This is the story told by Jack. He’s five years old, born in captivity, whose knowledge of the world is limited to the 12-foot-square room he occupies with his “Ma”. Their only contact with the world outside comes via their captor “Old Nick”, who delivers their food, a weekly “Sundaytreat” (new trousers, painkillers, the occasional candy bar) before raping Ma. She uses every ounce of her energy on nurturing and teaching her child, creating rituals that help preserve her sanity. Theirs is a very private world, with its own language and cast of characters that Ma creates out of the sparse items in their room. “Melted Spoon”, “Rug”, “Wardrobe” and “Plant” become friends as real for Jack as the cartoon characters he loves to watch on TV. Ma limits his tv time though so his “brain doesn’t turn to mush” and makes him do “phys-ed” every morning which consists of running around the room and bouncing on the bed. In between they make up poems, sing Kylie songs and create a snake from old egg shells.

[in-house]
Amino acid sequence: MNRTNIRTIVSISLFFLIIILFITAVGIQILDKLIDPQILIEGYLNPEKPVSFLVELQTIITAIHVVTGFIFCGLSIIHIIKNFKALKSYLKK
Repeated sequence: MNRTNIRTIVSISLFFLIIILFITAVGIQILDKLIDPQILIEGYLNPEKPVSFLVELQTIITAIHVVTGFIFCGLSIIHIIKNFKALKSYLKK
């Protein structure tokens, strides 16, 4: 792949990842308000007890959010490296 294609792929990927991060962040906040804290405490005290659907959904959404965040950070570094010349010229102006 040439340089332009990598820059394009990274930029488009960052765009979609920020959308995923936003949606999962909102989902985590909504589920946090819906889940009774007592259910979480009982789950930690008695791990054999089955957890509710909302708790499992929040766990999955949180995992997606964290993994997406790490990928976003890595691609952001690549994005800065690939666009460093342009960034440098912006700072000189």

For Jack every day is a day of wide-eyed discovery and joy. Ma however can recall life “outside”. Not surprisingly some days she just succumbs to despair, days when in Jack’s eyes she is “gone” and he is left to his own devices. Ma however is an exceptional woman, one whose love for her son gives her the courage to make a bid for freedom.